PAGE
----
Dodgers vs. Padres NLDS Preview

Dodgers Padres

The Los Angeles Dodgers and San Diego Padres both defeated NL Central opponents and will now face off in the NLDS. Los Angeles swept the Milwaukee Brewers behind strong pitching, allowing only two runs in two games. The Padres lost the opener against the St. Louis Cardinals but surged back behind their powerful offense and sturdy bullpen to win the next two and take the series. This will be the first time the division rivals meet in the postseason.

Offense

The Dodgers’ offense was among the best in the regular season, but they didn’t need much of it in the NLWC. They pulled off the sweep despite scoring only seven runs in two games, well below their season average. In Game One, two doubles by Mookie Betts, a Corey Seager home run, and six total walks provided the run support. Then in Game Two, Betts doubled in two runs to crack Brandon Woodruff in the fifth inning, leading to a 3-0 win. The Dodgers will be happy with the results, but they expect a higher overall level of production in the division series.

The Padres’ offense scored the most runs (19) of any NL team last week, highlighted by the 11-9 slugfest in which they hit five home runs, all after the fifth inning. MVP candidate Fernando Tatis Jr. continued to lead the San Diego offense, going 5-10 with two home runs. Manny Machado, Wil Myers, and Tommy Pham are also important pieces in a lineup ranked by MLB.com as the best in any division series. With two of the best offenses in baseball, this series should be exciting and entertaining.

Pitching

Walker Buehler is still dealing with a blister issue, but other than that, the Los Angeles pitching staff is firing on all cylinders. Julio Urias, Blake Treinen, and Kenley Jansen relieved Buehler in Game One of the NLWC and shut down the Brewers’ offense. Then Clayton Kershaw pitched possibly the best postseason game of his career, striking out 13 in eight innings to seal the series in Game Two. The Dodgers’ pitchers should be fully rested and prepared for the Padres’ hitters. Buehler, once again, will started Game One, followed by Kershaw. After that, we could see Urias, Tony Gonsolin, or Dustin May get the start.

The Padres are hoping that Mike Clevinger and Dinelson Lamet, their two best starters, will be available this series after missing the NLWC with arm injuries. Zach Davies and Chris Paddack had rough starts against St. Louis last week, so any reinforcement would be welcome. The relievers, on the other hand, have formed one of the best units in baseball behind guys like Drew Pomeranz, Emilio Pagan, and Trevor Rosenthal. San Diego’s bullpen will need to continue its record-setting dominance to hold the Los Angeles offense in check. If the Padres’ pitching staff shows any sign of fatigue, the Dodgers will be looking to take advantage early in the series.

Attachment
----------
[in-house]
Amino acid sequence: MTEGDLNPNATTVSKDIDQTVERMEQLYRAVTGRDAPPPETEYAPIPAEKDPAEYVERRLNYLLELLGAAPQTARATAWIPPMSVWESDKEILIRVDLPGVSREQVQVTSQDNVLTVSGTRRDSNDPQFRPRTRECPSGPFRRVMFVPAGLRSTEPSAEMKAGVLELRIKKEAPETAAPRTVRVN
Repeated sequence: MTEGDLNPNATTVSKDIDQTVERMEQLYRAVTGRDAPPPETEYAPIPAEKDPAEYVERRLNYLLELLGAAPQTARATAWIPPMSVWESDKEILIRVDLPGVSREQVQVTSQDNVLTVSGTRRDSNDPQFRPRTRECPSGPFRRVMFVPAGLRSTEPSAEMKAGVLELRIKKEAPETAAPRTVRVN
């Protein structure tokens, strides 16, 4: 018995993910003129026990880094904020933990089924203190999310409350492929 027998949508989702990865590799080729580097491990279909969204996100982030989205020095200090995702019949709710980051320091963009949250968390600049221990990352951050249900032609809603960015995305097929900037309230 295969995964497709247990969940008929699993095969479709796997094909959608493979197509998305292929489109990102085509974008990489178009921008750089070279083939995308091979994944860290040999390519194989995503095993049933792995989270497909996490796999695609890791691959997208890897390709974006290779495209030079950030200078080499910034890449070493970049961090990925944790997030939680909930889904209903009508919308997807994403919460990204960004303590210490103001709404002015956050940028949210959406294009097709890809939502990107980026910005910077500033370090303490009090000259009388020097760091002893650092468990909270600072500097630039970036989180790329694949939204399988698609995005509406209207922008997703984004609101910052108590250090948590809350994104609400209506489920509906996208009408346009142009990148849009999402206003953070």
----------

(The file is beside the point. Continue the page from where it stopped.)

What to Watch For

How L.A. Deals with Tatis Jr.

Fernando Tatis Jr. was a force to be reckoned with this year, hitting .277/.366/.571 with 17 home runs. His hitting has been electric and contagious this year, as the Cardinals witnessed last week. Tatis Jr. has a career batting average of .200 (10-50) against the Dodgers, and keeping him quiet may be key for the Dodgers’ pitching staff. Interestingly enough, Tatis Jr. and Dustin May have already faced off 12 times in their young careers, with May striking him out four times and allowing only one hit.

Resuming a 10-game Saga

The Dodgers won six of the ten games in a season series that was wildly entertaining. Among the highlights were multiple home plate collisions, a game ending outfield assist by Chris Taylor, and a three-home-run game by Mookie Betts. Most recently, Trent Grisham’s boisterous bat flip angered the Dodgers’ dugout and fueled tensions between the clubs. As we’ve seen all season, the best two teams in the NL have a flare for the dramatic, specifically when going head-to-head.

Trade Deadline Tactics

On the July 31st trade deadline, the Dodgers and Padres took very different approaches. Los Angeles held tight, making virtually no moves except trading away pitcher Ross Stripling. The Padres, on the other hand, landed several impact players, most notably pitcher Mike Clevinger. Clevinger, having gone 2-1 with a 2.84 ERA in four starts since the trade, is still questionable with an arm injury. San Diego also reeled in relievers Trevor Rosenthal and Dan Altavilla, catchers Jason Castro and Austin Nola, and first baseman Mitch Moreland. If San Diego’s deadline pickups contribute to a series win, it will raise questions about the Dodgers’ patience.

Role Players Making an Impact

Both of these teams are incredibly deep, both offensively and with their pitching, so the superstars won’t be the only difference-makers. Perhaps rookie Jake Cronenworth will deliver a key home run like he did on Friday. Or maybe Chris Taylor will spark the offense with a key single like the one against Brandon Woodruff on Thursday. Maybe Padres’ reliever Pierce Johnson will continue his breakout season and come up big in a high-leverage situation. Maybe one of the Dodgers’ youngsters, May or Gonsolin, will shut down the Padres’ potent offense in their first postseason start. Despite the undeniable presence of stars, this series may be won by the role players.

As the teams gear up for a Texas showdown, all of Southern California eagerly awaits. Game One is scheduled for Tuesday night at 6:30pm Pacific from Globe Life Field in Arlington.

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